So, I woke up this morning and found a little blue owl. (I finished him last night - he is from the book "Hold That Thought Bookmarks" by Sandy Orton) What should I do with him?
|"Wise Owl" by Sandy Orton|
I thought, "Maybe I'll try my hand at appliqué and turn him into a door hanger!" First, I ironed him and trimmed him down to size (using very pointy scissors to keep the edges tidy). Then, I applied Fray Check to the edges to prevent them from fraying.
Next, I cut five pieces of polyester quilt batting (the stuff that comes in sheets, you can use polyfill if you prefer) slightly smaller (about 1/2" smaller on each side) than the blue squares. I sandwiched the owl on the inside of the two pieces of felt (you stitch the piece together inside-out - if you are using regular fabric, put the pieces wrong-side out), and I used binder clips to hold the fabric in place. Then, using blue embroidery floss that matched the felt, I stitched a running stitch around three of the sides, leaving one of the shorter sides open so I could flip the piece inside out later. Leave the needle and thread attached (don't cut them off!) so you can sew the last side.
|Binder clips hold the felt together while I work a running stitch along the sides|
|Leave one side open so you can flip the piece right-side out|
Next, carefully flip the piece right-side out. You can use a chopstick to push out the corners and make them sharp. Hello, Mr. Owl! Put the stuffing inside, making sure there aren't any folds or bumps.
|Flipped and stuffed!|
Here is where it gets a little tricky - the buried stitching. First, take the needle and push it from the outside to the inside of the felt (one piece of felt only) on the open edge. Then, push it back out from the inside to the outside on the opposite piece of felt.
|Stitch from the outside in...|
|...and then from the inside out.|
Now, take the needle back to the opposite side of the fabric, across the edge, and stitch outside-in, inside-out again.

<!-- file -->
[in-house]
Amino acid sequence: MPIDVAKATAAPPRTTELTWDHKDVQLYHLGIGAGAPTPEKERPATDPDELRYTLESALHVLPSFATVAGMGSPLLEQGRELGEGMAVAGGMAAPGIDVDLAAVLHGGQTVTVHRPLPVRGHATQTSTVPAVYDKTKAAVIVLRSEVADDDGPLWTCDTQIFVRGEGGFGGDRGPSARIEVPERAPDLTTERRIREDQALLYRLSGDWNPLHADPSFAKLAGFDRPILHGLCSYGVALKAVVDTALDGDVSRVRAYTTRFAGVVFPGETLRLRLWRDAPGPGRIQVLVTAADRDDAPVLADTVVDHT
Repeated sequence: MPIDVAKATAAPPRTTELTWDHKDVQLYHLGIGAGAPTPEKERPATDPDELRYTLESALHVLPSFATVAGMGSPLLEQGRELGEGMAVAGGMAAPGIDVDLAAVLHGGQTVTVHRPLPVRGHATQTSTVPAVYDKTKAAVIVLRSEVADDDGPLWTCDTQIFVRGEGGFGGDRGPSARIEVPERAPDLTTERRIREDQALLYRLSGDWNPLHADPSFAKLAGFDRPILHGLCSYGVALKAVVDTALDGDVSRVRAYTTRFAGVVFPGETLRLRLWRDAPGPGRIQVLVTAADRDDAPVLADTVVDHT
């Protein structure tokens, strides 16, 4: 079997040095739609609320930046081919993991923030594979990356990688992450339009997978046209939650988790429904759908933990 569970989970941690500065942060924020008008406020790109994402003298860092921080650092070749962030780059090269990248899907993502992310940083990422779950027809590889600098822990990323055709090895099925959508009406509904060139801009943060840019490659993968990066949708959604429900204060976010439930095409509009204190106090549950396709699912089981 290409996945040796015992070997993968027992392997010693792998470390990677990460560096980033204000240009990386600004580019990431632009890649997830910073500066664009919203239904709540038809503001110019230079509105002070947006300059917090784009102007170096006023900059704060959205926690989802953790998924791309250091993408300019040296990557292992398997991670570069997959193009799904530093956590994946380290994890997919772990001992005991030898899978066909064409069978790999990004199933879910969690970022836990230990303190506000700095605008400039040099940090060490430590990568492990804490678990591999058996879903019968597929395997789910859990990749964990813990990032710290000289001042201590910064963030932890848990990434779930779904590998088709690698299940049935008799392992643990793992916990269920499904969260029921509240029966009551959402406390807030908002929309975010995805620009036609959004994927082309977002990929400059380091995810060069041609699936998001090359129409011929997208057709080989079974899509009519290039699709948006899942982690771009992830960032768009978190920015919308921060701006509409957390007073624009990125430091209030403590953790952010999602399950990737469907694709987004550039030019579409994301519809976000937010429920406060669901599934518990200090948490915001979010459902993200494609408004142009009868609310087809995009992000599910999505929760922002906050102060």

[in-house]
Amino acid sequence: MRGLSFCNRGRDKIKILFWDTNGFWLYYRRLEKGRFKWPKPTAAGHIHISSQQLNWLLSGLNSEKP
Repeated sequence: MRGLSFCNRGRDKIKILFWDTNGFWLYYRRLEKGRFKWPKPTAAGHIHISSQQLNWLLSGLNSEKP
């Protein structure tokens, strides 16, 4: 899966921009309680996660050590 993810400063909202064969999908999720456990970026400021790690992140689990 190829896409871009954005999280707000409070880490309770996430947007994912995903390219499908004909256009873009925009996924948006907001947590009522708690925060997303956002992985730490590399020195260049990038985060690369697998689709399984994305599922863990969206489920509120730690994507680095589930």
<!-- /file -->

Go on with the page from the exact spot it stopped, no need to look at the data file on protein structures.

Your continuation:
|Stitches should go across the seam (two stitches shown)|
Once you get a few stitches placed, use a retractable pen or pencil to tuck the fabric edges down into the seam.
|Use a pen or pencil to tuck the fabric edges into the seam|
After you have placed four or five stitches and tucked the edges down inside the seam, pull the stitches tight so they hardly show. Then, take the needle and push it through the fabric parallel to the seam on the outside of the piece, about 1/4" from the edge. It helps if you can get the fabric edges tucked in along the entire seam before you start these stitches - hold it the seam place with your fingers while you stitch.
|Push the needle through the fabric, parallel to the seam, on the outside of the piece|
Make the next stitch on the opposite side of the seam. Place the beginning of this stitch slightly before where the last stitch ended, but on the opposite side, so the stitches "overlap" each other as they alternate along opposite sides of the seam (think of how two rows of bricks look next to each other).
|Place the next stitch on the opposite side of the seam, overlapping the end of the last stitch|
Continue this across the seam until the edge is closed. The stitches should still be loose at this point.
|Continue these stitches across the seam|
When you reach the end of the seam, you can use a pencil again to make sure the edges of the fabric are all tucked inside the seam. All of the stitches should look like this:
|Seam closed, stitches still loose|
Now, one at at time, tighten the stitches from the beginning of the row to close the seam completely and hide the thread.
|Tighten the stitches one by one to close the seam and hide the thread|
There! It's like magic! That was the hard part. Now, put the needle back into the seam and tie the loose end to the last stitch to end the thread. Don't cut the thread yet - we will hide the end later!
|Tie the loose end to the last stitch in the seam|
Now, this last part is called "smurfing" - it's another technique borrowed from the operating room. Take the needle, put it back down into the seam, and make sure the point comes back up through the fabric fairly far away from the end of the seam (about an inch or so). [You can see how the owl's head feather is coming up - I cut a few tiny pieces of fusible webbing to stick under it to fix this.]
|Bring the end of the thread through the fabric about 1" from the end of the seam|
Cut the thread close to the fabric. It might leave a tiny tag - if it does, just move the fabric around until the loose end slips back under the fabric.
|Cut the thread close to the fabric|
|The arrow shows my little thread tag - just work the fabric until it slips back under|
That's it! You have now sewn an invisible seam.
To make the hanger, I twisted a cord out of a few of the floss colors used in the design and tacked it around the outside of the piece.
Ta da! All done!
|My cross stitched owl doorknob hanger!|